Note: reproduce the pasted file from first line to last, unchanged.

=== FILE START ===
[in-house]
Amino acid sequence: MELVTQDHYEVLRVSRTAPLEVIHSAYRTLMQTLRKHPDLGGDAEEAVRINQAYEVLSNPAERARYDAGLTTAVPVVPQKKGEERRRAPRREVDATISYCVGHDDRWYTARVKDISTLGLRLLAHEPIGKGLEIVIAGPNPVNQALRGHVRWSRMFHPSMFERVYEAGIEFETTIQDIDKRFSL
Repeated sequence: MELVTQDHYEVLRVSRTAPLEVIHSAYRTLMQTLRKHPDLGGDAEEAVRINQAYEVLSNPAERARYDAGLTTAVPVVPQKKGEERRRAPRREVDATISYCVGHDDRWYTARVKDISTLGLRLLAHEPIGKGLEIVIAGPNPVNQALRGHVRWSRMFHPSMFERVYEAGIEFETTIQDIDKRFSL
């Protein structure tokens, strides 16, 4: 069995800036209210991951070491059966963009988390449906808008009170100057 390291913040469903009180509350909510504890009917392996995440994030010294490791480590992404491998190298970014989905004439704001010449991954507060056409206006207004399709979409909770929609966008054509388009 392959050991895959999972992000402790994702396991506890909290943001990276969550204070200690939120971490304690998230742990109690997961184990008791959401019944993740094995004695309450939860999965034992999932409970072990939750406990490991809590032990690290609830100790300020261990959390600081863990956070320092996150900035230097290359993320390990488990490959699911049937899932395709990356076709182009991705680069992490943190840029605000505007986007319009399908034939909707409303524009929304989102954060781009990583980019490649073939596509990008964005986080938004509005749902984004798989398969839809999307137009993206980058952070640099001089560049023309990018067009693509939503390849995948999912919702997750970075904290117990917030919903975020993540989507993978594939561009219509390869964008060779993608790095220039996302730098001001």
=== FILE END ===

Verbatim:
[in-house]
Amino acid sequence: MELVTQDHYEVLRVSRTAPLEVIHSAYRTLMQTLRKHPDLGGDAEEAVRINQAYEVLSNPAERARYDAGLTTAVPVVPQKKGEERRRAPRREVDATISYCVGHDDRWYTARVKDISTLGLRLLAHEPIGKGLEIVIAGPNPVNQALRGHVRWSRMFHPSMFERVYEAGIEFETTIQDIDKRFSL
Repeated sequence: MELVTQDHYEVLRVSRTAPLEVIHSAYRTLMQTLRKHPDLGGDAEEAVRINQAYEVLSNPAERARYDAGLTTAVPVVPQKKGEERRRAPRREVDATISYCVGHDDRWYTARVKDISTLGLRLLAHEPIGKGLEIVIAGPNPVNQALRGHVRWSRMFHPSMFERVYEAGIEFETTIQDIDKRFSL
């Protein structure tokens, strides 16, 4: 069995800036209210991951070491059966963009988390449906808008009170100057 390291913040469903009180509350909510504890009917392996995440994030010294490791480590992404491998190298970014989905004439704001010449991954507060056409206006207004399709979409909770929609966008054509388009 392959050991895959999972992000402790994702396991506890909290943001990276969550204070200690939120971490304690998230742990109690997961184990008791959401019944993740094995004695309450939860999965034992999932409970072990939750406990490991809590032990690290609830100790300020261990959390600081863990956070320092996150900035230097290359993320390990488990490959699911049937899932395709990356076709182009991705680069992490943190840029605000505007986007319009399908034939909707409303524009929304989102954060781009990583980019490649073939596509990008964005986080938004509005749902984004798989398969839809999307137009993206980058952070640099001089560049023309990018067009693509939503390849995948999912919702997750970075904290117990917030919903975020993540989507993978594939561009219509390869964008060779993608790095220039996302730098001001």